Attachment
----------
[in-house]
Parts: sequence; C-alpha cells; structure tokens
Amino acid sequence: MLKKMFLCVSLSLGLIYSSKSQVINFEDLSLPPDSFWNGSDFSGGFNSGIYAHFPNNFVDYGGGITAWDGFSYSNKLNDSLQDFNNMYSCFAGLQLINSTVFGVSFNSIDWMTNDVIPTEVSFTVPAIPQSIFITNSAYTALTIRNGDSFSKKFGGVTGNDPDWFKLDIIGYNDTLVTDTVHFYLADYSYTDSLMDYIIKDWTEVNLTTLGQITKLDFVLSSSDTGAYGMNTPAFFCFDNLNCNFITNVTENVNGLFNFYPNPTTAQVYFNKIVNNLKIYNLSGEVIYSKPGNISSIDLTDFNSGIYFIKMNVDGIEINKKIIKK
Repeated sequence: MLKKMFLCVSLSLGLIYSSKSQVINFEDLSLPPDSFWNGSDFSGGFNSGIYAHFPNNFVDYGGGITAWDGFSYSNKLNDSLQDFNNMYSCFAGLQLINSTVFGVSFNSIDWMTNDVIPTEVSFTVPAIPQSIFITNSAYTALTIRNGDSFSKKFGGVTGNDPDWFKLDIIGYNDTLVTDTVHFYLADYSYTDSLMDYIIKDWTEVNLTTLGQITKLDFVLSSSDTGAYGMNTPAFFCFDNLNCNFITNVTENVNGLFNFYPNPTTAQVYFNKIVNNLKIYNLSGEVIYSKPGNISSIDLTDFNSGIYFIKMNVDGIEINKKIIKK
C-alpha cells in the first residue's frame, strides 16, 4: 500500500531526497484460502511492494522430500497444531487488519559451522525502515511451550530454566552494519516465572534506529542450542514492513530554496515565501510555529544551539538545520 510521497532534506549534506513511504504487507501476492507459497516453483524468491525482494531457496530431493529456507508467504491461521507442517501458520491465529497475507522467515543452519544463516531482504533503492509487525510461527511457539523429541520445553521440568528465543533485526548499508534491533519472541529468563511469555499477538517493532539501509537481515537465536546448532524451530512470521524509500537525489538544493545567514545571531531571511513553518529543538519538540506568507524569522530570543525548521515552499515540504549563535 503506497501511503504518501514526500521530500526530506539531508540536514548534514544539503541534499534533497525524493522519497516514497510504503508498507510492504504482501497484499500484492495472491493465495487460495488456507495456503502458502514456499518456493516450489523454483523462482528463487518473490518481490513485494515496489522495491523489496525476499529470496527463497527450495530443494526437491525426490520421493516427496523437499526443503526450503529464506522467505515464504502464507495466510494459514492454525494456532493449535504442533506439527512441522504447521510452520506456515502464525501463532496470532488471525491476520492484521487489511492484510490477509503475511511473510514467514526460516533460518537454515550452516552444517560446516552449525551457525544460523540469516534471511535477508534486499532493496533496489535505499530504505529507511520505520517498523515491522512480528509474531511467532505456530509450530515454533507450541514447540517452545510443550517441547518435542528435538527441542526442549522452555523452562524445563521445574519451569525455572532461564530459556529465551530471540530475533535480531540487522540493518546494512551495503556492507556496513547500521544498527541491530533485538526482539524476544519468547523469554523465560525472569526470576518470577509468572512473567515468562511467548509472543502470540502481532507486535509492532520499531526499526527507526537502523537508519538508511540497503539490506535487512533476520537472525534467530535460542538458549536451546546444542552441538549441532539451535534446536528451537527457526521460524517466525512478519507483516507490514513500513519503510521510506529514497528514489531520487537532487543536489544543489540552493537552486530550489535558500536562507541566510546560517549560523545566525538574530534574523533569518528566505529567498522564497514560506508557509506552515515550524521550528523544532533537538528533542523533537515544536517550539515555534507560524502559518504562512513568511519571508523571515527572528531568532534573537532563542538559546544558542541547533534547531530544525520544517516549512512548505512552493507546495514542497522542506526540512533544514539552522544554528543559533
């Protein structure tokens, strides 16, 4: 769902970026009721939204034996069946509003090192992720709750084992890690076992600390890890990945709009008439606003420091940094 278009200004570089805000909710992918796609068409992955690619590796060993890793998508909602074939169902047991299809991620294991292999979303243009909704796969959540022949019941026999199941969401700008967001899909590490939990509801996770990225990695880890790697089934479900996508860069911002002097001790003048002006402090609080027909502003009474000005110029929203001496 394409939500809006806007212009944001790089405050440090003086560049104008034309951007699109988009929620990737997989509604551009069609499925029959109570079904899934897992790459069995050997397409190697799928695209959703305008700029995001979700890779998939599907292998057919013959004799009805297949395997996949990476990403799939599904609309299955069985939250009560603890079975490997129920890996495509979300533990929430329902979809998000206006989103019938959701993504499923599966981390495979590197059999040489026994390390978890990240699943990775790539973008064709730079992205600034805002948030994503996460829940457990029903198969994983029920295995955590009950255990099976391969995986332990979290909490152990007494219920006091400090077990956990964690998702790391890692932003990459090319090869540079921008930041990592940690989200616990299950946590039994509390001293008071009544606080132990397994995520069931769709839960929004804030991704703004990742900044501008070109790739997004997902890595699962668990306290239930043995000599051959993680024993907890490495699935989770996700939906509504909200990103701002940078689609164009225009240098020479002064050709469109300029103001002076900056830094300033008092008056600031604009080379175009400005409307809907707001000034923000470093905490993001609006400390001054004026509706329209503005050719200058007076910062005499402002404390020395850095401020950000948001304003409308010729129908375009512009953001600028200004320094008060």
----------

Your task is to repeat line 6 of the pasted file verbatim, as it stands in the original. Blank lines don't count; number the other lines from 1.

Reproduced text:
């Protein structure tokens, strides 16, 4: 769902970026009721939204034996069946509003090192992720709750084992890690076992600390890890990945709009008439606003420091940094 278009200004570089805000909710992918796609068409992955690619590796060993890793998508909602074939169902047991299809991620294991292999979303243009909704796969959540022949019941026999199941969401700008967001899909590490939990509801996770990225990695880890790697089934479900996508860069911002002097001790003048002006402090609080027909502003009474000005110029929203001496 394409939500809006806007212009944001790089405050440090003086560049104008034309951007699109988009929620990737997989509604551009069609499925029959109570079904899934897992790459069995050997397409190697799928695209959703305008700029995001979700890779998939599907292998057919013959004799009805297949395997996949990476990403799939599904609309299955069985939250009560603890079975490997129920890996495509979300533990929430329902979809998000206006989103019938959701993504499923599966981390495979590197059999040489026994390390978890990240699943990775790539973008064709730079992205600034805002948030994503996460829940457990029903198969994983029920295995955590009950255990099976391969995986332990979290909490152990007494219920006091400090077990956990964690998702790391890692932003990459090319090869540079921008930041990592940690989200616990299950946590039994509390001293008071009544606080132990397994995520069931769709839960929004804030991704703004990742900044501008070109790739997004997902890595699962668990306290239930043995000599051959993680024993907890490495699935989770996700939906509504909200990103701002940078689609164009225009240098020479002064050709469109300029103001002076900056830094300033008092008056600031604009080379175009400005409307809907707001000034923000470093905490993001609006400390001054004026509706329209503005050719200058007076910062005499402002404390020395850095401020950000948001304003409308010729129908375009512009953001600028200004320094008060």